Yes, it’s definitely an issue. In different places, overtourism can affect the local people, the immediate environment, the animals and (ironically, but inevitably) the tourists themselves. Sometimes all four simultaneously. Skye as an island can handle 1,500 visitors a day, but not when they all come ashore at one time and all want to traipse to the Fairy Glen. The locals think it’s crap, the paths take a hammering, and the tourists who want to savour the natural peace of the place go away dissatisfied. Everywhere has a finite carrying capacity – whether a national park, a UN heritage city, or the space in front of a famous painting in a museum. Too many people wanting into any one specific place is bad. Edward Abbey’s classic collection of essays Desert Solitaire got it right in terms of how he reckoned we could control visitor numbers.
Can you summarise that approach for those not familiar with his essays?
His bottom line for park protection was that vehicles stopped at the gate, and from then you had to hike or travel by sustainable, low-volume public transport. Give potential visitors the whole real experience – make it something of an effort to be in those special places.
And what about animal mistreatment in the tourism industry – is this something you’ve seen in your work?
I’ve seen it while travelling through many tourist hotspots. Monkeys on a lead on the beach-front promenades of Thailand, snakes that you can have draped round your neck for a picture, poorly managed zoos with maltreated animals, dolphins in aquaria. Don’t stop at them, don’t pay money to go to them.
Is there anything you think that travel professionals could do to better serve young travellers?
Travel broadens the mind, I believe that completely, but only if at the end point there’s a worthwhile experience, one that enriches the traveller while also respecting the places, cultures and people that he or she visits. “Worthwhile” comes loaded with different interpretations, but you all know what I mean.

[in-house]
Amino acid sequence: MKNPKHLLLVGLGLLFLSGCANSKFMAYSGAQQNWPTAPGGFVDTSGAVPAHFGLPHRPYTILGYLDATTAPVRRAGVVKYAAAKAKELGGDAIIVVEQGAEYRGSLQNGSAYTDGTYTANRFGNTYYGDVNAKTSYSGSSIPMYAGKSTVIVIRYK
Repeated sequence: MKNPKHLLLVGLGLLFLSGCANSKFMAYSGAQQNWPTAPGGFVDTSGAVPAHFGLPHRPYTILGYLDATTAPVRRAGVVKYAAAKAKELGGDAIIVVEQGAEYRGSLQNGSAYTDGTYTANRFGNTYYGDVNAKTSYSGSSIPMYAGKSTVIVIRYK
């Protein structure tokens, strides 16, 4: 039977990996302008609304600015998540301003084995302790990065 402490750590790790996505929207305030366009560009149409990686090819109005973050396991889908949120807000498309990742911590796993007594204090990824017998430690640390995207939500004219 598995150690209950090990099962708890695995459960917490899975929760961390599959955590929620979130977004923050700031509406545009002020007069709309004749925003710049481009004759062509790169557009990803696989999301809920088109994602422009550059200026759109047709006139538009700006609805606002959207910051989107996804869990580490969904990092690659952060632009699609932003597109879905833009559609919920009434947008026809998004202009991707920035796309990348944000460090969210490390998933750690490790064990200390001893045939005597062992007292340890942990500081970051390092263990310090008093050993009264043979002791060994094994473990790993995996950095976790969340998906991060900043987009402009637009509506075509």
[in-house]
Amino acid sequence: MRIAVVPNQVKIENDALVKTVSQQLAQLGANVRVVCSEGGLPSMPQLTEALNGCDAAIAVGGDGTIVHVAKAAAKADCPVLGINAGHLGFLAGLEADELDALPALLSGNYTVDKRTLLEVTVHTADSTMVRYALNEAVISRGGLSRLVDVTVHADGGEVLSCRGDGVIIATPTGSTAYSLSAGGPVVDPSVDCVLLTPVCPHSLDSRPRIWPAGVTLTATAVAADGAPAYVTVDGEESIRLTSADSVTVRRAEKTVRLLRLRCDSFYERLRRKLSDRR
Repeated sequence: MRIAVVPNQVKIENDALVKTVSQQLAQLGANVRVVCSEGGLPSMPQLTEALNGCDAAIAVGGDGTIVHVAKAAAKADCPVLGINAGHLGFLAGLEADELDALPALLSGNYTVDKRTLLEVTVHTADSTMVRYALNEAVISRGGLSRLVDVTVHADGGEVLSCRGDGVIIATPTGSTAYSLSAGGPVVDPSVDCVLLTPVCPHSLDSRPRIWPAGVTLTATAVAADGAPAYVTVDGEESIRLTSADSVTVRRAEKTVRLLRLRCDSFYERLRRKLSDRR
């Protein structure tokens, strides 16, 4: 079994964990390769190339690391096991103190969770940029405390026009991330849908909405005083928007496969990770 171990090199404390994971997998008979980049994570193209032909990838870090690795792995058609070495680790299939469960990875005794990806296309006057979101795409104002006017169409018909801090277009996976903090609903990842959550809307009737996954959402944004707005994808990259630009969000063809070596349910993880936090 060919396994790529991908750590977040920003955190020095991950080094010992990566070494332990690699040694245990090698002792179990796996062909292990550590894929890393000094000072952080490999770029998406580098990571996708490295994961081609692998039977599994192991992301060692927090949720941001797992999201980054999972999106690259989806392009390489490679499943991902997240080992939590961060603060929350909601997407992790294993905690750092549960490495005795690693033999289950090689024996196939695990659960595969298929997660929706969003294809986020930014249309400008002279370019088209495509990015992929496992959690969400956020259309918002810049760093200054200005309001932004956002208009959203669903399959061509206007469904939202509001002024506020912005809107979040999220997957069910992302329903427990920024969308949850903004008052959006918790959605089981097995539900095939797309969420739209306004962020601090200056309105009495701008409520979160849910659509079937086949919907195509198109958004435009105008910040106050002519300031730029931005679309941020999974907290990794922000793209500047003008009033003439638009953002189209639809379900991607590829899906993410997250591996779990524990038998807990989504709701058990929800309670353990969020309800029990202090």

A study by the University of Sydney earlier this year concluded that global tourism now accounts for 8% of carbon emissions, around three times greater than previous estimates. I’d say it’s incumbent on your industry to reduce carbon emissions in the travel that you organise for others. Young travellers, the lifeblood of your business model, are ahead of the curve in awareness of this issue, and I believe that the successful companies will be those who make this a priority and part of the ethos of their business. You have the power (and indeed the responsibility) to steer your clients in the right directions.
What is one piece of advice (or caution) that you would offer to young, aspiring wildlife photographers?
Want to be better, and you will be better.
With the advent of digital, the immediacy with which you can look at what you just shot – well that’s the biggest teaching aid there is. Allied with the web where all the tech info is at the click of a mouse, you have no excuse not to be taking good pictures very quickly. Great images will take longer. But do learn the basics – f-stops, shutter speeds, ISO’s, focal lengths, depth of field and how they interact. Being intimate with their inter-relationships is the grounding for creativity.
Think in terms of not just one picture but more a portfolio, imagine you’ve been tasked with illustrating something specific for an article in a magazine – a particular animal, a specific place (wood, river, town), a concept like loneliness, an issue like fracking, whatever. Cover all the angles, make a collection of images that tell a story, not just single unconnected photographs.
Caution – throw that to the winds.